August 2014
Volume 14, Issue 10
Free
Vision Sciences Society Annual Meeting Abstract  |   August 2014
Visual features that repeat across cuts guide attention in movies
Author Affiliations
  • Christian Valuch
    Faculty of Psychology, University of Vienna, Austria
  • Peter König
    Institute of Cognitive Science, University of Osnabrück, Germany
  • Ulrich Ansorge
    Faculty of Psychology, University of Vienna, Austria
Journal of Vision August 2014, Vol.14, 375. doi:10.1167/14.10.375
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      Christian Valuch, Peter König, Ulrich Ansorge; Visual features that repeat across cuts guide attention in movies . Journal of Vision 2014;14(10):375. doi: 10.1167/14.10.375.

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      © ARVO (1962-2015); The Authors (2016-present)

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Abstract

Movies contain cuts, i.e. abrupt transitions from one image to the next. Research suggests that 'continuity editing' masks cuts. For instance, within-scene cuts (WSCs) have a higher visual similarity of pre-cut and post-cut images and are more difficult to spot than between-scene cuts (BSCs). Here, we tested whether visual attention plays a role in this effect: Is attention attracted by features that repeat across cuts? We deliberately inserted WSCs and BSCs in a set of 20 sports movies. A comparison of feature distributions verified higher similarity in WSCs than BSCs. Participants saw two different movies side by side on a single computer screen. In the first experiment a cue defined the target movie that participants had to attend to. When a cut occurred the movies were stopped for a filler task. Afterwards the movies continued either at the same positions, or switched positions. Saccades to the target movie were initiated significantly faster and saccades to the wrong movie were less frequent following WSCs as compared to BSCs. In the second experiment, participants fixated the screen center and only covertly attended to the target movie, without moving their eyes. Following each cut, we briefly flashed digits on both movies and participants manually reported the identity of the digit on the target movie. Again, performance was significantly better after WSCs than BSCs. In both experiments, we also found that repeating the position of the target movie strongly improved performance on top of the facilitative effect of visual feature repetition. We discuss our results with regard to intertrial priming of attention, usually studied with simpler and better controlled displays, but probably the process responsible for the continuity effect.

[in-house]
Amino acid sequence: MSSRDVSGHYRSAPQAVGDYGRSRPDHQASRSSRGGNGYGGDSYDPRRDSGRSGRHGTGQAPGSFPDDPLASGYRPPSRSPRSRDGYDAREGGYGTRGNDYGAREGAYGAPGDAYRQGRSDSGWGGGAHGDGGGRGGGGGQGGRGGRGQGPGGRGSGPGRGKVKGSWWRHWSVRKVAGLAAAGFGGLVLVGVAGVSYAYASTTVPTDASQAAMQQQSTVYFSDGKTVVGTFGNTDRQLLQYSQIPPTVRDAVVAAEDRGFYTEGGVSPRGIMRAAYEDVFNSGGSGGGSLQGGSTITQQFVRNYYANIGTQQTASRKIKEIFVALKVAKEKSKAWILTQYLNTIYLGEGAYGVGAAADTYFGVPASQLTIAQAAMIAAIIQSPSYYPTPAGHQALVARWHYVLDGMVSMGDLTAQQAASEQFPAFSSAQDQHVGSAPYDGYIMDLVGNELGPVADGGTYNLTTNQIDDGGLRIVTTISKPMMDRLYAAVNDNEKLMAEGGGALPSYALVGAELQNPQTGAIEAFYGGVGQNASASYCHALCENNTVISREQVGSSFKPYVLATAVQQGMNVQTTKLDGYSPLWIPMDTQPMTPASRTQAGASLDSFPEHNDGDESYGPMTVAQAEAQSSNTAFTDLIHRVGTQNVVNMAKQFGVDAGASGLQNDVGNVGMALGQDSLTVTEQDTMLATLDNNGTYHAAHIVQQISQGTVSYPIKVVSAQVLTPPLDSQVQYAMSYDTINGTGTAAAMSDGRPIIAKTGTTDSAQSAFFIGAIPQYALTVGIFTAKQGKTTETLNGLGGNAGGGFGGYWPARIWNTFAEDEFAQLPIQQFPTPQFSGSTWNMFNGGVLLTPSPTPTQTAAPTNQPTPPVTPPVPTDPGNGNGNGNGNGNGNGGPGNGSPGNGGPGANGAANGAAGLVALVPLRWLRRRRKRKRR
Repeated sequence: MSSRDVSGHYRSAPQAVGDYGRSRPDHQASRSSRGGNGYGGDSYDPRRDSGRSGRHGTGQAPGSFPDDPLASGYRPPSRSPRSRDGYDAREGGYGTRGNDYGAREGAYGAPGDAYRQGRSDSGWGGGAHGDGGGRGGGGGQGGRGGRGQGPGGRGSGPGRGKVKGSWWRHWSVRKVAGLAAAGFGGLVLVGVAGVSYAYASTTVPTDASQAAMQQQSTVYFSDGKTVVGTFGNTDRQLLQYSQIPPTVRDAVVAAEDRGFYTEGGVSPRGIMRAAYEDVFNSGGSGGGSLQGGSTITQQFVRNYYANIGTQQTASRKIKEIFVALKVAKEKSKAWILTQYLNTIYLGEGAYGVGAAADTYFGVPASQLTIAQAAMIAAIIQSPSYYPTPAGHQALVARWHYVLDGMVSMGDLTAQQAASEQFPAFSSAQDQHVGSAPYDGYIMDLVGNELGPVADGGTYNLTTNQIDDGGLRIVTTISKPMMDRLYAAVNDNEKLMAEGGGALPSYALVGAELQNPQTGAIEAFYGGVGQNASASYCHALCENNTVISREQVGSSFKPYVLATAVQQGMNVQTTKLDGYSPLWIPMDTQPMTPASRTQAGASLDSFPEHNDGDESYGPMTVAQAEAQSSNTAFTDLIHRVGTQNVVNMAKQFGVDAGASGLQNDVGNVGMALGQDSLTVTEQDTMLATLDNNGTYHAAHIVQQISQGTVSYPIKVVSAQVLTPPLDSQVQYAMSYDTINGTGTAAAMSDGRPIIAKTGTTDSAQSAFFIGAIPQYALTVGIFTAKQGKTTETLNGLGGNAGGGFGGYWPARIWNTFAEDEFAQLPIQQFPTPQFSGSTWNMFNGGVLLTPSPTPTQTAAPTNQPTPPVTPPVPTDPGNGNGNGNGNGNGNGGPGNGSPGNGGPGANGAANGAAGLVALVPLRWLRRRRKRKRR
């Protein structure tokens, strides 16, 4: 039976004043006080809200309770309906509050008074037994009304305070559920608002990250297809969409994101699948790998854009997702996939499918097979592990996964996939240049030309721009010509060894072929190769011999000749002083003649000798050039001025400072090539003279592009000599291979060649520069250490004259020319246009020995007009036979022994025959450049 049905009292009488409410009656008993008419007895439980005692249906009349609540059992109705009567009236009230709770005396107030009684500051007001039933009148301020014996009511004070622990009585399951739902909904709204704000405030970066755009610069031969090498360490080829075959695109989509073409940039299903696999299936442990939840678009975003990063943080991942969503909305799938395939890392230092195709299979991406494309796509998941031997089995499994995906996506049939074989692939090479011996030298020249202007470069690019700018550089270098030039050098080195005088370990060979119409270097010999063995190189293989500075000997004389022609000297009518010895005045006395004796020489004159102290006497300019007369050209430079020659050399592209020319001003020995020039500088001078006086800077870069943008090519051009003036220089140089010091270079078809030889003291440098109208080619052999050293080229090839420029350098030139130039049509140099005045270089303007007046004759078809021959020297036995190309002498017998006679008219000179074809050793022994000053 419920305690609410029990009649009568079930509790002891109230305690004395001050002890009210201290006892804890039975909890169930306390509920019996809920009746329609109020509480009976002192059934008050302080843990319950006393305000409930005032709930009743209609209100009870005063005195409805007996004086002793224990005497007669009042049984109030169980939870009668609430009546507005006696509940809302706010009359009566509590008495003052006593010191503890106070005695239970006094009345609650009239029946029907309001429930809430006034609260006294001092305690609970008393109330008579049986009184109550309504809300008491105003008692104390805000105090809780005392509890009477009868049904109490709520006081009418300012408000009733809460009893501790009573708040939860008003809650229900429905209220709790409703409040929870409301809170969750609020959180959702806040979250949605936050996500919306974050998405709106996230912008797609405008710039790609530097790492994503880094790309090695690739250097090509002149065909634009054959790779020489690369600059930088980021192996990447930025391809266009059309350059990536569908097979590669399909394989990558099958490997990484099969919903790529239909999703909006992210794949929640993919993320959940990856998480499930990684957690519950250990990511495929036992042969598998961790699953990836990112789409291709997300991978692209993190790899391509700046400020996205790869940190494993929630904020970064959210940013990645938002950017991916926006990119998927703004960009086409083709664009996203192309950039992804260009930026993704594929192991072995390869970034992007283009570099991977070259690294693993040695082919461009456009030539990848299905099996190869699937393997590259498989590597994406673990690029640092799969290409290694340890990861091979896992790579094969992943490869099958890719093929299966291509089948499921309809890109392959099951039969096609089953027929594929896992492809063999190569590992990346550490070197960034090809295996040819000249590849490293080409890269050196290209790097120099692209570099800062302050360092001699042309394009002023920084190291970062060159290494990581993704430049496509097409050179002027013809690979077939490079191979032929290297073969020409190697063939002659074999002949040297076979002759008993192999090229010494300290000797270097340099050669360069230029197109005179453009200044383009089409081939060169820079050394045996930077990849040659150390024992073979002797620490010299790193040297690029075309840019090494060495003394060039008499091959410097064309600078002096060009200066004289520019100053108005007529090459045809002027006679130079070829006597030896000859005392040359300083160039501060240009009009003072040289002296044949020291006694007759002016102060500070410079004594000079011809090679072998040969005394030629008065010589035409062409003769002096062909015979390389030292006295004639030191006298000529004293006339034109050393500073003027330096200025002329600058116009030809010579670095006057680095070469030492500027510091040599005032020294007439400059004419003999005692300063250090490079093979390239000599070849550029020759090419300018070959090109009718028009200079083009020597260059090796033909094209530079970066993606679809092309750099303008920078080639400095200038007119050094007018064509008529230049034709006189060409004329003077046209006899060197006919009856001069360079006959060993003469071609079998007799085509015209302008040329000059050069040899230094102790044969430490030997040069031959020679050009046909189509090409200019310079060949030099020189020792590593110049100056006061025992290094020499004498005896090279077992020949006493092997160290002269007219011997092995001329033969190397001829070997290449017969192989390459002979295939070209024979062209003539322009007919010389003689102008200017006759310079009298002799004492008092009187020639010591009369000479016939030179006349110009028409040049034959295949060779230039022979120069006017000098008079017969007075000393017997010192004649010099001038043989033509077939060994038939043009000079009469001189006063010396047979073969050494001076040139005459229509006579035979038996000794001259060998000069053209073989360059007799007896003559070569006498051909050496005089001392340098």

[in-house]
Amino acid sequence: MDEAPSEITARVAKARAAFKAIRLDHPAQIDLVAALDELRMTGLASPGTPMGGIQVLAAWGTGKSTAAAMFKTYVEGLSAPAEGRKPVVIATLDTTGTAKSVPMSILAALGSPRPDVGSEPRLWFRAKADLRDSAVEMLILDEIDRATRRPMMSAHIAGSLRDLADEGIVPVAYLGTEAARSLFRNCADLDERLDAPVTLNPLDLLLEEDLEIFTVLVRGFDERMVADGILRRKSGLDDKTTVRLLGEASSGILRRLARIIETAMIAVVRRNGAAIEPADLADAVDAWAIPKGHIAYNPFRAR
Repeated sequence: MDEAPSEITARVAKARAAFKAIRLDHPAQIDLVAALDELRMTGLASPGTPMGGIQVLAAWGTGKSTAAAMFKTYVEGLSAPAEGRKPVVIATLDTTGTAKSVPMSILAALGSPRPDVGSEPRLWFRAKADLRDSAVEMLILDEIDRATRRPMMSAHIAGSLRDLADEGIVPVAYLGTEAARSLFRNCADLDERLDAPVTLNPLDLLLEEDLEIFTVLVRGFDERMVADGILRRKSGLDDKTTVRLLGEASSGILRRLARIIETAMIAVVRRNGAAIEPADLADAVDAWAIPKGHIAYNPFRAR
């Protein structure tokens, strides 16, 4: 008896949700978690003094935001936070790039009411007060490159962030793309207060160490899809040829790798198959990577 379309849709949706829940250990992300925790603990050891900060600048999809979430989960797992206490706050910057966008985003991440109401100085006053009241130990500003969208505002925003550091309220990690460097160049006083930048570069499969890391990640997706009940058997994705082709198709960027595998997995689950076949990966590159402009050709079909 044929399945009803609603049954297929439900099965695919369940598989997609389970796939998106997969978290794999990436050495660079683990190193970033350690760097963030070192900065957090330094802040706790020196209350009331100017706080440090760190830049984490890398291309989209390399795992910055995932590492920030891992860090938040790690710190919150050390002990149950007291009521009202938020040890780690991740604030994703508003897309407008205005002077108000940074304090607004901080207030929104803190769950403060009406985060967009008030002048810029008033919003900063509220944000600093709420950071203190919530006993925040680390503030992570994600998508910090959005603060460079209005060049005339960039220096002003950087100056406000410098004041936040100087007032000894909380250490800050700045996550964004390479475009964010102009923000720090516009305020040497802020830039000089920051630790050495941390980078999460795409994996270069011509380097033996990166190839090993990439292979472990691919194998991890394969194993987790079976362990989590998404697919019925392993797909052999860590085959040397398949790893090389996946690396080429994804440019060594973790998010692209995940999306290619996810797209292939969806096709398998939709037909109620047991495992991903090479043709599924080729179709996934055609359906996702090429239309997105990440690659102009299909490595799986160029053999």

Meeting abstract presented at VSS 2014

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